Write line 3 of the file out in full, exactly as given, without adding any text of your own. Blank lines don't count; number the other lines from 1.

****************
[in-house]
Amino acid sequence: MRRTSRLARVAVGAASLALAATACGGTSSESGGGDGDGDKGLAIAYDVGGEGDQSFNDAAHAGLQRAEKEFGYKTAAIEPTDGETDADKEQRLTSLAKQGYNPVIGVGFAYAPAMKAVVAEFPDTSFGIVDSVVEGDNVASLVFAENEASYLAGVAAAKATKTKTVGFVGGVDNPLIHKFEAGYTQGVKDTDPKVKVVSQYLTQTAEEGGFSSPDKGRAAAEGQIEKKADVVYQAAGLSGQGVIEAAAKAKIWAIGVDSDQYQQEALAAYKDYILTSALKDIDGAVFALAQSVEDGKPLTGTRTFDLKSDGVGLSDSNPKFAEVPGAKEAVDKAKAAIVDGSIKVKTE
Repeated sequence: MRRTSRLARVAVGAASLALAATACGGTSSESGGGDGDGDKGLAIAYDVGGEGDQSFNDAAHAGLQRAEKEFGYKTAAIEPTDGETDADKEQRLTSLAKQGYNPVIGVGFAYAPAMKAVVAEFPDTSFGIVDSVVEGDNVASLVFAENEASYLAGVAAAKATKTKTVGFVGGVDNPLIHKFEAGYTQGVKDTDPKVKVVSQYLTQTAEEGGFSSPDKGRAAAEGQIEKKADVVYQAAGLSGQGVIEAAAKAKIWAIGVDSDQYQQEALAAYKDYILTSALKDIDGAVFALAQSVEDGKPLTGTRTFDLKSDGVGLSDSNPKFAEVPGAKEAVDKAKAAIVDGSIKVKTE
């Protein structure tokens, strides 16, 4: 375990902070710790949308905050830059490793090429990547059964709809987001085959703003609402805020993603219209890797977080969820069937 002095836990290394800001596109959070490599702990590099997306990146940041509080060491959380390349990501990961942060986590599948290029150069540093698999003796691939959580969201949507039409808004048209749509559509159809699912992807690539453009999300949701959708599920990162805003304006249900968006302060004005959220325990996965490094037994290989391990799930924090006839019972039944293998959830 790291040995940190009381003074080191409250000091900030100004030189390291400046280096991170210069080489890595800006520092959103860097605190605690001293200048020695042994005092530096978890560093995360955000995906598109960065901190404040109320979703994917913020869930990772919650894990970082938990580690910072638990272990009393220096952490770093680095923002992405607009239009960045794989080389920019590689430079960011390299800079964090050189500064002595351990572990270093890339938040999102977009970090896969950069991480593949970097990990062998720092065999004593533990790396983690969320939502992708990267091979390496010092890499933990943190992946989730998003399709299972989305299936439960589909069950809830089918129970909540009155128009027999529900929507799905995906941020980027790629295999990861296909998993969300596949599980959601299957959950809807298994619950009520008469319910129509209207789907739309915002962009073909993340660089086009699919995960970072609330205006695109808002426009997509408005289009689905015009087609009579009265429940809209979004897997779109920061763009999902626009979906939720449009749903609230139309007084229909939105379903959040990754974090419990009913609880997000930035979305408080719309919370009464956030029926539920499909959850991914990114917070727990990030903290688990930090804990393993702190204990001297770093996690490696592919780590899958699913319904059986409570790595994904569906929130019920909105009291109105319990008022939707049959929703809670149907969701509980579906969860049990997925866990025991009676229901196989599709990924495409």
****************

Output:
Repeated sequence: MRRTSRLARVAVGAASLALAATACGGTSSESGGGDGDGDKGLAIAYDVGGEGDQSFNDAAHAGLQRAEKEFGYKTAAIEPTDGETDADKEQRLTSLAKQGYNPVIGVGFAYAPAMKAVVAEFPDTSFGIVDSVVEGDNVASLVFAENEASYLAGVAAAKATKTKTVGFVGGVDNPLIHKFEAGYTQGVKDTDPKVKVVSQYLTQTAEEGGFSSPDKGRAAAEGQIEKKADVVYQAAGLSGQGVIEAAAKAKIWAIGVDSDQYQQEALAAYKDYILTSALKDIDGAVFALAQSVEDGKPLTGTRTFDLKSDGVGLSDSNPKFAEVPGAKEAVDKAKAAIVDGSIKVKTE